Tuesday, December 18, 2007

High-speed internet - is this the government's job?

Maybe it's just me - but I don't understand why the state government has to spend $6.8 MILLION in order to provide high-speed internet to all areas in the state.

And do we really need state-ordered committees in each county to determine how much unmet demand there is locally for high-speed service? Don't internet service providers already have a good understanding of whether or not there is 'market demand' in various locations?

In July, Gov. Ted Strickland signed an executive order creating the Ohio Broadband Council and the Broadband Ohio Network.

The order directed the Ohio Broadband Council to coordinate efforts to extend access to the Broadband Ohio Network to every county in Ohio. It also allowed public and private entities to tap into the Broadband Ohio Network while directing state agencies to use the Broadband Ohio Network rather than the public and private networks agencies currently used.

Personally, I like the competition in the market right now and, despite some economies of scale, I'm not sure putting everyone into a state network is the best approach. The critical point is to ensure everyone can communicate, regardless of the system used. As it is now, a glitch in one system doesn't take everyone down. Is that a consideration in a state-wide network? (I'm not enough of a techie to know the answer.)

But that was July...and on December 4th, the new council met for the first time.

Now, in this initiative, the Governor wants to show what demand exists for broadband and, hopefully, encourage private providers to expand high-speed Internet service.

According to numerous press reports, the money will be used to create and staff a new nonprofit corporation called Connect Ohio Initiatives LLC that would be a subsidiary of Connected Nation, of Kentucky, that has worked on such projects nationwide.

The Columbus Dispatch reports:

"Officials couldn't say yesterday what percentage of Ohio may not have broadband access, and providers have been reluctant to share information about their service areas for competitive reasons, Strickland said.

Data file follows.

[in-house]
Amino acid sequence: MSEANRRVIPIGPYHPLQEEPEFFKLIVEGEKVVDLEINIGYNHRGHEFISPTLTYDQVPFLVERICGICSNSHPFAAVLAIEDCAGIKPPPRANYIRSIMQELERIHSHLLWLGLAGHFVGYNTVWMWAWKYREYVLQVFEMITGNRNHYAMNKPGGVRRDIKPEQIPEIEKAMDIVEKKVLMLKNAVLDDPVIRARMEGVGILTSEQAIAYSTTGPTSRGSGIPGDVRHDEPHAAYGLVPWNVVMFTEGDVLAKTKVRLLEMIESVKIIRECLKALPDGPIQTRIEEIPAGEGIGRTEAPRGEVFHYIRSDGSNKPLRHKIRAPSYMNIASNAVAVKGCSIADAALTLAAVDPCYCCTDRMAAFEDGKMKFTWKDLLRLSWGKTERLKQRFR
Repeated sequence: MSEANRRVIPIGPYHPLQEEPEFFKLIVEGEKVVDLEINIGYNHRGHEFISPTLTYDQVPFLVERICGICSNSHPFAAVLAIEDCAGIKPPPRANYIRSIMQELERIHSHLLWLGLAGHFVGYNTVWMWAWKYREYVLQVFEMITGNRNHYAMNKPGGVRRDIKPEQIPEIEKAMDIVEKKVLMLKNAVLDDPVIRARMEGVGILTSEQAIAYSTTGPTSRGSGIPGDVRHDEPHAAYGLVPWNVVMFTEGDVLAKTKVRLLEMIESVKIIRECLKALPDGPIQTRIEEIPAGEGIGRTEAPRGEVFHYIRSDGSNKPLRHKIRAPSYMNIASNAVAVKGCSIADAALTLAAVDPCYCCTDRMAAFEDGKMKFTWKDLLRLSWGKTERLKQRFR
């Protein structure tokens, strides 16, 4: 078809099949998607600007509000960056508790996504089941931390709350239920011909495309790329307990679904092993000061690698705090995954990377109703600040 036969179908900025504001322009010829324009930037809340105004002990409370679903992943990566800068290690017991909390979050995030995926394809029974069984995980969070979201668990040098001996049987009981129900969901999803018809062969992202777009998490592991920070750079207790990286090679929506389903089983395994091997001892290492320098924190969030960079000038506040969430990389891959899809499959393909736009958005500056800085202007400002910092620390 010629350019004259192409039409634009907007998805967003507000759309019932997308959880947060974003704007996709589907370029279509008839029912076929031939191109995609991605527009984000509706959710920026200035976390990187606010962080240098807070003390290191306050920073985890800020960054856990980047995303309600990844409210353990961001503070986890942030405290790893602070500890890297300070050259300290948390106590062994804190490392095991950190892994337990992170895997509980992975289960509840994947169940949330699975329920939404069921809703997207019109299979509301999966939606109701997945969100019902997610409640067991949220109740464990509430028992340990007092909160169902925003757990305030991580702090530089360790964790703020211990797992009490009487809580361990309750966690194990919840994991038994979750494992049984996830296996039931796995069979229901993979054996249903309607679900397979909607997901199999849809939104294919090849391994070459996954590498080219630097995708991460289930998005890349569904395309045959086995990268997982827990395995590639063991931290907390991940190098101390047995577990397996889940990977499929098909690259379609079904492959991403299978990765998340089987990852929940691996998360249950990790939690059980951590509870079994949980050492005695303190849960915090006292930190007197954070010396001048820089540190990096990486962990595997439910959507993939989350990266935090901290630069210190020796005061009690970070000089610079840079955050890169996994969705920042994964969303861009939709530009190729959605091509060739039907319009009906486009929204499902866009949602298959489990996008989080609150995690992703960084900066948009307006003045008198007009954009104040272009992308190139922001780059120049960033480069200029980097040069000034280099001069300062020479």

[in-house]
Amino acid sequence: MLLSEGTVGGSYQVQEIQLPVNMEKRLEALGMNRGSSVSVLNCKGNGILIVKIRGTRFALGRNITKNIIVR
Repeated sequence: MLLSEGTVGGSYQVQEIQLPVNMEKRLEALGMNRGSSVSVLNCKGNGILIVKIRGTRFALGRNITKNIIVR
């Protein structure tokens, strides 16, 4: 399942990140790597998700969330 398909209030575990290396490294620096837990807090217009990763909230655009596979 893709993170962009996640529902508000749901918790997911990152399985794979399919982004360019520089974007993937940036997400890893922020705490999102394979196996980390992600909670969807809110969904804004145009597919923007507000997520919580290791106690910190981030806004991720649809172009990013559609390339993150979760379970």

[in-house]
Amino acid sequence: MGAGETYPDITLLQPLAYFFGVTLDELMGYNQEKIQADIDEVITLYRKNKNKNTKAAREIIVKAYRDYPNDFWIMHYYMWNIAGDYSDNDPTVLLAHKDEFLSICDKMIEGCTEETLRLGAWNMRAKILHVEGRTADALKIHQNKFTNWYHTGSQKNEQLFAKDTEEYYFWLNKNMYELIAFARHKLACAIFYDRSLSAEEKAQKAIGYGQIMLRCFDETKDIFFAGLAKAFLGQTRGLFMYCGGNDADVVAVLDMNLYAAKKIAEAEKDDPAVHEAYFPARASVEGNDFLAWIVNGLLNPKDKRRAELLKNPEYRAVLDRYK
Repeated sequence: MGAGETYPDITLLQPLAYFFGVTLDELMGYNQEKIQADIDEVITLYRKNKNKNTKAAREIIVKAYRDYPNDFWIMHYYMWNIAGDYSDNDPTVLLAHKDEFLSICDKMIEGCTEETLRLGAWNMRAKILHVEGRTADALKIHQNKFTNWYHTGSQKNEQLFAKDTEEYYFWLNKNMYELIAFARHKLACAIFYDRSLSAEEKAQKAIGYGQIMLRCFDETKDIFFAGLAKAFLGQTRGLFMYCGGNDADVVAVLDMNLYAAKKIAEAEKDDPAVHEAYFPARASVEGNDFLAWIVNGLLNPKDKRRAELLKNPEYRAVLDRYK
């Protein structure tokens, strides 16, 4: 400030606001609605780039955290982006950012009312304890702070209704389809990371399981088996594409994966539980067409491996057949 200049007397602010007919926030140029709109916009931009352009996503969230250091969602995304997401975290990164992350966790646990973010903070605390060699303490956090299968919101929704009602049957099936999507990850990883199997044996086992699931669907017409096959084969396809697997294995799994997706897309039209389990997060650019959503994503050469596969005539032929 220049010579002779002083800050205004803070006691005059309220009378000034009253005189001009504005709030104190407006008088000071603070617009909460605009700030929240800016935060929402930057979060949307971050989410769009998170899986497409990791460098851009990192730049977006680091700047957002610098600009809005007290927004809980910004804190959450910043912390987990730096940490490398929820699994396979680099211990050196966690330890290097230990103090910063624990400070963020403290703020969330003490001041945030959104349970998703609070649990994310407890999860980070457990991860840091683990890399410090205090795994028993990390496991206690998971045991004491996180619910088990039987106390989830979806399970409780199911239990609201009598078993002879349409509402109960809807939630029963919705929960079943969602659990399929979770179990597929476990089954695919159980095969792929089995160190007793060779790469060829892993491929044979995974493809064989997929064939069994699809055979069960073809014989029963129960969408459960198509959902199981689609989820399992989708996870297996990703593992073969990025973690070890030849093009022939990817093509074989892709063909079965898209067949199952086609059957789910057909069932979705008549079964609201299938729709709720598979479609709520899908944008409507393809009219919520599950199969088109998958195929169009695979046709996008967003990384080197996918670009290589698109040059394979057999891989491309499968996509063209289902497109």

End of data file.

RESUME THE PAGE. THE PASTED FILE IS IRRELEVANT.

The first task of the initiative will be to map where those gaps in the state are, said Brian Mefford, president and chief executive of Connected Nation.

Connect Ohio will hire staff members, including regional program managers, to set up "e-community leadership teams" in all 88 counties consisting of leaders in government, business, health care, education and other areas to develop customized plans for broadband service in each county, he said.

Strickland said he hopes the federal government will provide additional funding, and Internet providers also are expected to help pay for the initiative and other things such as computers for areas that need them."

Telecommunications companies are supportive of the measure - obviously, as the government is going to do their market studies for them. But Jonathon McGee, executive director of the Ohio Cable Telecommunications Association, has said that cable service is offered in all 88 Ohio counties and that high-speech cable mobile service is offered in 95 percent of "cable's Ohio footprint."

If this is accurate, why do we need to do a study to see who doesn't have access? Does everyone need - or want to pay for - a high-speed service when cable service may meet their demands?

So here are my concerns:

* internet access is important for many reasons, but is it the role of government to spend limited tax dollars to do the market research and then provide (in one way or another) such service in areas where the demand may not be high enough to justify the cost?

* do we now expect the government to take on all kinds of roles simply because it may be classified as 'economic development'?

* do we really need a committee in each county? Lucas is pretty well served in terms of availability of access. But the City of Toledo's proposal to have a company provide discounted or free WiFi service to city government and 'underserved' populations has gone nowhere - especially in light of the numerous problems encountered by other cities who've tried this venture.

* while it's being billed as a public-private partnership, the first $2.9 million is 80% of the initial costs and the remaining 20 percent — about $750,000 — is supposed to come from cable and telecommunications companies and other private businesses. The Governor then wants another $3.9 million in the 2009-11 budget.

* even if this is a good project that government should undertake, should we do so at the expense of other funding priorities?

These are my questions - what are yours?


Timothy W Higgins said...


It appears that the state is going to make itself a part of this whether it has a place or not. I believe that there is a historical precedence for this however, though I have been having trouble researching this. Did not the Federal government fund a program to wire rural America for telephone service during the days of the FDR New Deal, much to the advantage of the Bell telephone monopoly?

Today is the Internet Age however, and while your posting talks about cable covering 95% of their footprint, this would not include rural areas currently unserved by cable. I am sure however, that if the state or federal government would like to wire the rest of the state for cable, and thus broadband, that some enterprising company will be happy to take advantage of what would otherwise be an unprofitable endeavor.

Hooda Thunkit (Dave Zawodny) said...

Feel good politics, or, as I prefer to call it, buying votes and voters.

Stupid government is always willing to rush in where smart business, profitable business, knows better.

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